What could happen to house prices in 2017?

What could happen to house prices in 2017?

Tepilo analyses some of the predictions and forecasts for house prices in 2017.

The festivities, fireworks, over-eating and present-opening are now over and done with, and we have entered the start of a new year. 2017 is highly unlikely to be as topsy-turvy, dramatic and unpredictable as 2016, but who can say anything for sure anymore?

As you would expect, the start of a new year also brings with it all manner of predictions, projections and forecasts. None more so than when it comes to that perennial dinner-party favourite topic of conversation: house prices.

Most commentators and industry experts anticipate further house price rises in 2017, with most suggesting a slight 1% to 2% increase.

The Royal Institute of Chartered Surveyors (RICS), a body which predicted a 6% rise in house prices for 2016, expects prices to increase by a more modest 3% this year.

A lack of supply, a squeeze on affordability for first-time buyers and a continuing reliance on the Bank of Mum and Dad for mortgage deposits should all see prices growing, as demand continues to outstrip the available homes on the market. This is even allowing for the government’s various affordable housing schemes and its attempts to increase home ownership across the country.

Elsewhere, Nationwide expects house prices to rise by 2% in 2017. Robert Gardner, Nationwide’s Chief Economist, believes the outlook for 2017 will depend heavily on how the wider economy fares, with a greater degree of uncertainty surrounding it than usual as Britain negotiates its withdrawal from the EU.

While the bank expects growth in the UK economy to slow slightly in 2017, it also believes a small rise in house prices is more likely than a fall. Historically low interest rates – recently cut by the Bank of England to 0.25% - will help to keep demand high, while a lack of available homes will force house prices upwards.

High-street lender Halifax, meanwhile, predicts price rises of between 1% and 4% in the next 12 months. Martin Ellis, housing economist at the Halifax, attributes this broad forecast to the ongoing economic and political fallout from Brexit, with uncertainty over the prospects of the UK economy in the year ahead. The shortage of homes in Britain – both new build and existing stock – will help to keep prices buoyant, the Halifax suggests.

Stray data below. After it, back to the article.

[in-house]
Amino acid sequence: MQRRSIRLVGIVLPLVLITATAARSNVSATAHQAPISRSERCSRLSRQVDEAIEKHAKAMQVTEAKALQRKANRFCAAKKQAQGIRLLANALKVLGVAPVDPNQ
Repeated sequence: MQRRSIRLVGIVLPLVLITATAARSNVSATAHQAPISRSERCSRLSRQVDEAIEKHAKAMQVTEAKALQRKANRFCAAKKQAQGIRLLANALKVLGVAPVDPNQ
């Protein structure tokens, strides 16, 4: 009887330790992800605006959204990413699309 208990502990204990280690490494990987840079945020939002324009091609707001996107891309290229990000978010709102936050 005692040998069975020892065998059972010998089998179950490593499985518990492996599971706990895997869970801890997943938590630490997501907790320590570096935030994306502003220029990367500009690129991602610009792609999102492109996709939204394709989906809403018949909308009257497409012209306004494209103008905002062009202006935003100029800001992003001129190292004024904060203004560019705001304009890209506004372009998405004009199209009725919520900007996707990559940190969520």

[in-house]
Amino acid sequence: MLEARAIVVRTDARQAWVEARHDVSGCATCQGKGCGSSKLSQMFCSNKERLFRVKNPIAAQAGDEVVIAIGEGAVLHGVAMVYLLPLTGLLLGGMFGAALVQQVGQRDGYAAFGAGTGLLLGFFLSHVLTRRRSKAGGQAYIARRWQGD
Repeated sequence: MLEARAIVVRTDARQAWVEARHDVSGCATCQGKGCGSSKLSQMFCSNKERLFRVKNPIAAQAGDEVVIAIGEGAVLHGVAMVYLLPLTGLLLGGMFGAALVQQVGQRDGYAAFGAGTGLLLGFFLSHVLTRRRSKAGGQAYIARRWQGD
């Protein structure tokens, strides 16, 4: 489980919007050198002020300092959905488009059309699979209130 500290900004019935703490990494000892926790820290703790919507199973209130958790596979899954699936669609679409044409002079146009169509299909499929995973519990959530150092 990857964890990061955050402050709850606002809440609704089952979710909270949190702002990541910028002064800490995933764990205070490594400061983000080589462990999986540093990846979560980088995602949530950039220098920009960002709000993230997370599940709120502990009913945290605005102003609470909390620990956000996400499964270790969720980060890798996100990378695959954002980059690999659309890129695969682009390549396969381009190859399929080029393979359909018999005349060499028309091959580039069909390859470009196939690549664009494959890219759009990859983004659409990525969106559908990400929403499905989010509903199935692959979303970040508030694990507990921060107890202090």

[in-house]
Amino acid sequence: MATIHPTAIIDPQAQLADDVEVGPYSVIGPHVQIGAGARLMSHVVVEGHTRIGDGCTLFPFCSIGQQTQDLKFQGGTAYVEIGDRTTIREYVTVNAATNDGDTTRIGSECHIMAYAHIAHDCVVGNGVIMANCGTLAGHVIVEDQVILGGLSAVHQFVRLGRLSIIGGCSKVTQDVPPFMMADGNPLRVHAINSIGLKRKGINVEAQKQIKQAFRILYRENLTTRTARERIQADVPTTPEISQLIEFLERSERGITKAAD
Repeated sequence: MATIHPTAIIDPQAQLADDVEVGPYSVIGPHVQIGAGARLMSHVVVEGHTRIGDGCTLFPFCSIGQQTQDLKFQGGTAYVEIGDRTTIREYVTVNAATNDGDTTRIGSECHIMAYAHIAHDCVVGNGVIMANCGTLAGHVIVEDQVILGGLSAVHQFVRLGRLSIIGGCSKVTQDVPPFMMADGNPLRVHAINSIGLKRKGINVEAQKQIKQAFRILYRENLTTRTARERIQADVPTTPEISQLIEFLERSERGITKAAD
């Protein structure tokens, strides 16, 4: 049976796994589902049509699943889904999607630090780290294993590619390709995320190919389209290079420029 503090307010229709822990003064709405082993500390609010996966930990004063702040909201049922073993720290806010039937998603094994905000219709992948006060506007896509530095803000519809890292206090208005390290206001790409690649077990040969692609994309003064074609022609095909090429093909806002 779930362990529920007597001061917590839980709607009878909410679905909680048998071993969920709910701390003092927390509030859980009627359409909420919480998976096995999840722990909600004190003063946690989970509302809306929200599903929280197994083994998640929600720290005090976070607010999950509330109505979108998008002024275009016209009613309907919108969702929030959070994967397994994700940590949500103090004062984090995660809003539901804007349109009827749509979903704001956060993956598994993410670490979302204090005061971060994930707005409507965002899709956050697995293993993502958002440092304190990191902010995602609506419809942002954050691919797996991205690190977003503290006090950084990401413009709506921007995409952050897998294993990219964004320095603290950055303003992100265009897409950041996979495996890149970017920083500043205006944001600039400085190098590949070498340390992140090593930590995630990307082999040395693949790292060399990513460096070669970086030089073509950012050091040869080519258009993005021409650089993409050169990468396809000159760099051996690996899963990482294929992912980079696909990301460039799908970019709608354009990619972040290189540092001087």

The UK housing market stayed remarkably stable and robust in the aftermath of the shock EU referendum result, but nervousness surrounding the economy and buyers potentially exercising caution over stretching themselves too far – until more is known about Britain’s new relationship with Europe, at any rate – is keeping house prices steady.

The predictions of our very own Sarah Beeny are broadly in line with those of the organisations detailed above.

“I believe we’ll continue to see house prices going up in 2017, although the rate of growth will slow, which is what’s been happening for the past few months," says Sarah.

"And this is good news, because it means price rises will happen at a much more sustainable level."

Our Tepilo founder believes that steady but slower growth presents a win/win situation - existing owners will continue to benefit from capital appreciation, while those looking to take their first steps on the ladder may find it easier to do so than in the last couple of years.

The Council of Mortgage Lenders also predicts a more subdued market in 2017, with Brexit, property taxes and wider economic uncertainty all factors behind this. The CML has revised down its original estimate of the number of housing transactions in 2017, from 1.26m to 1.17m.

This is in part put down to the economic uncertainty surrounding Brexit, and in part down to tax changes and new regulation in the property and mortgage markets, including the additional 3% stamp duty surcharge on second homes, changes to the Wear and Tear Allowance and stricter lending criteria for all kinds of borrowers.

In 2018, the CML expects housing transactions to again fall ever so slightly, to 1.155m.

All in all, as a seller you should be optimistic about house prices remaining broadly the same – or increasingly slightly – and you should also be confident about achieving the asking price or above for your property. As usual, a bright, clean, attractive home will have far more appeal than one which is merely going through the motions.

January is a particularly good month in which to sell a property, giving you the opportunity to pounce on buyer interest cemented over the festive period. If you haven’t already brought your home to market, it may be a wise decision to do so now.